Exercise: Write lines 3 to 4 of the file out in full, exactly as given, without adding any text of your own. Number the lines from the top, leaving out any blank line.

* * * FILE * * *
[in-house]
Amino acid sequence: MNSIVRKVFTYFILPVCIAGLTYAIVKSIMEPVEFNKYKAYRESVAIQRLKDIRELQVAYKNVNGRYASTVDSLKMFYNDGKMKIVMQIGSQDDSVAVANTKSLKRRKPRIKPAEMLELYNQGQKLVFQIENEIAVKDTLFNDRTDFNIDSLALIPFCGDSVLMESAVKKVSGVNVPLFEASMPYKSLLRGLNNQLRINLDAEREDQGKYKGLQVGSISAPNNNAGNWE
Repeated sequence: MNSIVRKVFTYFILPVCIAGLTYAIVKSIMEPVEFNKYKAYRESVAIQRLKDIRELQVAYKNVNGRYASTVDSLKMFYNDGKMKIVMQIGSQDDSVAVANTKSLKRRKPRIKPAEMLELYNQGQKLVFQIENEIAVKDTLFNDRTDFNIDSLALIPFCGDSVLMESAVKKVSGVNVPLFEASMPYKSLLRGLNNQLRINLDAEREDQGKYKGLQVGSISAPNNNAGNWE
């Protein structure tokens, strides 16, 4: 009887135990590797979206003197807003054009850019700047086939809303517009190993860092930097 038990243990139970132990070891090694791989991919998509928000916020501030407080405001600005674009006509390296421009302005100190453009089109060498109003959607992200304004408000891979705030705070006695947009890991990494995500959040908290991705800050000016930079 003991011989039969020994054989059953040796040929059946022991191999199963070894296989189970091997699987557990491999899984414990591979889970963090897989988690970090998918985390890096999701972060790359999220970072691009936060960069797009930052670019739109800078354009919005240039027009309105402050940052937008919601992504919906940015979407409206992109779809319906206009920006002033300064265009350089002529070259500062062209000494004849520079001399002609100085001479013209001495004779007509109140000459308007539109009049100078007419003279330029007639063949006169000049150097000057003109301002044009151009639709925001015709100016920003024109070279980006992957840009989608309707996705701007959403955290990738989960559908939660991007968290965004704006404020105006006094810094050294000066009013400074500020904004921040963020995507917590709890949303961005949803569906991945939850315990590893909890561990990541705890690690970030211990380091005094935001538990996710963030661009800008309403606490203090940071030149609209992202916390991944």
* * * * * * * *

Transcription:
Repeated sequence: MNSIVRKVFTYFILPVCIAGLTYAIVKSIMEPVEFNKYKAYRESVAIQRLKDIRELQVAYKNVNGRYASTVDSLKMFYNDGKMKIVMQIGSQDDSVAVANTKSLKRRKPRIKPAEMLELYNQGQKLVFQIENEIAVKDTLFNDRTDFNIDSLALIPFCGDSVLMESAVKKVSGVNVPLFEASMPYKSLLRGLNNQLRINLDAEREDQGKYKGLQVGSISAPNNNAGNWE
């Protein structure tokens, strides 16, 4: 009887135990590797979206003197807003054009850019700047086939809303517009190993860092930097 038990243990139970132990070891090694791989991919998509928000916020501030407080405001600005674009006509390296421009302005100190453009089109060498109003959607992200304004408000891979705030705070006695947009890991990494995500959040908290991705800050000016930079 003991011989039969020994054989059953040796040929059946022991191999199963070894296989189970091997699987557990491999899984414990591979889970963090897989988690970090998918985390890096999701972060790359999220970072691009936060960069797009930052670019739109800078354009919005240039027009309105402050940052937008919601992504919906940015979407409206992109779809319906206009920006002033300064265009350089002529070259500062062209000494004849520079001399002609100085001479013209001495004779007509109140000459308007539109009049100078007419003279330029007639063949006169000049150097000057003109301002044009151009639709925001015709100016920003024109070279980006992957840009989608309707996705701007959403955290990738989960559908939660991007968290965004704006404020105006006094810094050294000066009013400074500020904004921040963020995507917590709890949303961005949803569906991945939850315990590893909890561990990541705890690690970030211990380091005094935001538990996710963030661009800008309403606490203090940071030149609209992202916390991944």